With the objective to market solutions developed in the AAL within a timeframe of 2-3 years, the programme foresees all development activities taking place in the ManyMe project to be carried out in close cooperation with future end-users. Beneficiaries, investors and interest groups are invited to have a say in the making, to help embrace a conceptual approach that comes as close as possible to the daily needs of the envisaged target group. ManyMe therefore follows the concept of co-designing, a user centered approach that suggests all phases of the development to be actively shaped by future beneficiaries, buyers and other stakeholders. Not only shall the solution respond to the most pertinent issues in daily life and tackle these for the sake of prolonging independence and self-determination of older adults in their own homes. Also, it shall be appealing from a consumer perspective, making the product attractive for acquisition and daily use. Co-designing therefore also involves the removal of barriers, both regarding prejudice against novel ICT and usability and accessibility of the product design: It prepares participants as future users, helps adjusting technology and strategic approaches and enables the project to develop suitable market strategies.
End-users will accompany the ManyMe project in three phases of co-designing: understanding, conceptualization and testing. Understanding means learning more about future users, their requirements and characteristics und typical problems, contributing to the objective to derive suitable problem statements. Conceptualization refers to the intellectual transfer of requirements into ideas. Use cases are specified and development objectives adjusted. Results are then transferred into suitable technology that is ultimately reviewed, tested and fine-tuned in feedback loops with increasing product maturity, resulting into field pilotes in which final versions are being validated and concepts be proven under real conditions of the target group.
The ManyMe project is about to finalize the first of these phases, namely the understanding of user requirements. In the course of the past six month, the end-user organizations EURAG from Austria, Materia from Cyprus, MOB from the Netherlands and terzStiftung from Switzerland engaged in extensive data collection and analysis among target groups in the four different countries. Private individuals with memory problems as well as mildly to moderately demented patients participated in special interview sessions, just as professional care personnel, family, friends and other loved ones of the primary user group. The interviews took place June through August, preceded by intensive state-of the art review, elucidation of project requirements and recruitment of suitable volunteers.
Following a small pilot in all four countries, a total of ca. 80 participants have been sighted over the two phases, the outcomes of which will be validated in a survey sent out to a larger population from the end-user-organizations databases. The interviews were divided into five subject areas. The first one covers the daily life, including challenges, routines and emotional as well as mental conditions. This serves as overview of the problems and challenges that primary and secondary end-users face in their everyday life seeing the impairment. The second section focused on care activities. Problem-solving, assistance, procedures were analysed to with the objective to identify potential for improve by use of ICT. The next section treated the social aspects like partaking in activities, information sharing and the involvement of communities in the target group’s daily grind. The interviews concerning this subject area will help to find solutions for a friendly and enjoyable environment supported by ICT solutions. Care recipients shall be empowered to make friends, attend support groups or simply talk to peers. Motivation and learning was the subject of the fourth section which included education, consulting, problem-solving attitude and incentives. This information will be used to learn if and how patients could be motivated to learn and which information caregivers need to optimize in the process of caring. The fifth and last section reflected on ICT as such. Special interest was given to the handling of devices, acceptance of adoption and possible areas of application. With this part of the questionnaire the consortium wanted to learn which types of ICT are helpful for caregivers and recipients as well as their areas of application and if primary end-users would accept ICT in general. The questionnaire design was led by the conviction that smart and well-implemented ICT solutions can improve wellbeing and mitigate physical, psychological and economical risks to the involved user groups.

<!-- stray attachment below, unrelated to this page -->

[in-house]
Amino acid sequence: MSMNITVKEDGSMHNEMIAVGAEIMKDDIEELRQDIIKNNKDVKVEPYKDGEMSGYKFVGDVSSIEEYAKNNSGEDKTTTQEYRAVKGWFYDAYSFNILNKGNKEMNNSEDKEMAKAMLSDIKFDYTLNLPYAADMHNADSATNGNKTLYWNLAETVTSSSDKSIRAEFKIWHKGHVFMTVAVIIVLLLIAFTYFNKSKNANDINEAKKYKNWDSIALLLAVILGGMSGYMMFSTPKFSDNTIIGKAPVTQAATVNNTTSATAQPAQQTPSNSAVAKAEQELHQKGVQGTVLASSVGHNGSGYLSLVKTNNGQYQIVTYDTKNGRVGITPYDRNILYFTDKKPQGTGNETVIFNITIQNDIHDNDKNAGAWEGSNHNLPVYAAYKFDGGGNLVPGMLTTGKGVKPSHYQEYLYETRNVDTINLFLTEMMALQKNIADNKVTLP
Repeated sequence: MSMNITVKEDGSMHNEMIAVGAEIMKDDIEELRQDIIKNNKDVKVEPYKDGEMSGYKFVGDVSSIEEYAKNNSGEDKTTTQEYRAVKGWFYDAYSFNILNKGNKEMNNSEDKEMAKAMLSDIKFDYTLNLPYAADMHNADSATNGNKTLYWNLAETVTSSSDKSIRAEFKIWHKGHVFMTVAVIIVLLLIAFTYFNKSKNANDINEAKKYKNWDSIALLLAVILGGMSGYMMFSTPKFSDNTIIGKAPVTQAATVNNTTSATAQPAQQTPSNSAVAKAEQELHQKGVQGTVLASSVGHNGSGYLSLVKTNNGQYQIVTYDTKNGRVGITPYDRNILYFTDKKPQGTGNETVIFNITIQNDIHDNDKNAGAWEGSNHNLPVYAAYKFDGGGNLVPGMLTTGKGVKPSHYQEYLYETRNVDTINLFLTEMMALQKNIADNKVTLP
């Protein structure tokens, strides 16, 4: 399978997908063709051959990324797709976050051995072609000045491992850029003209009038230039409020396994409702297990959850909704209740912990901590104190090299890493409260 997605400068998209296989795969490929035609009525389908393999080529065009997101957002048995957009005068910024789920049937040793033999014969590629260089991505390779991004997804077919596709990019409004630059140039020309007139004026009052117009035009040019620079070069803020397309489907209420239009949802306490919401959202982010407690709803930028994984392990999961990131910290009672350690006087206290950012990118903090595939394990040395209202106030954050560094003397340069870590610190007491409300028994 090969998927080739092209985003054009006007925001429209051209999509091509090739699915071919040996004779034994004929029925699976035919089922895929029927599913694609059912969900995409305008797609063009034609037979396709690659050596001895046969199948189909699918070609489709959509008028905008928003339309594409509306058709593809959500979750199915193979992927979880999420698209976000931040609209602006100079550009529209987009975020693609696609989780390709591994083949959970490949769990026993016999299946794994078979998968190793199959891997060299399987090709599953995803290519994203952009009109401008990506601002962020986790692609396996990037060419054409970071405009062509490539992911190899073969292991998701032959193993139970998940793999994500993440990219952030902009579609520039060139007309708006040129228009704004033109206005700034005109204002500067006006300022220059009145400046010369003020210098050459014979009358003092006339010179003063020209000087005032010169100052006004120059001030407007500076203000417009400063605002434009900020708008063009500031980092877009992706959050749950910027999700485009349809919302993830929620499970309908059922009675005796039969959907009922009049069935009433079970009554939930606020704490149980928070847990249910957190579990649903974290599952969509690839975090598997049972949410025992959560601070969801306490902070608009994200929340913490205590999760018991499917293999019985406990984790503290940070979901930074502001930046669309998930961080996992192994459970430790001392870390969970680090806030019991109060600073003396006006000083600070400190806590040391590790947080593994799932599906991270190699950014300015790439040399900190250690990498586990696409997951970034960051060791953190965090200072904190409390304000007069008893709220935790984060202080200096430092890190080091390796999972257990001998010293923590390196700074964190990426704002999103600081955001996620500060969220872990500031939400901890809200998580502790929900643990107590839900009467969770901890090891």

Whereas the survey is underway, final results are expected by September 2017 as part of the project‘s first substantial deliverable. This latter will serve to identify aspiration, needs, and specific requirements of each target group for using ICT technologies and support the development team in defining the corresponding problems statements, concepts and solutions in the upcoming project phases.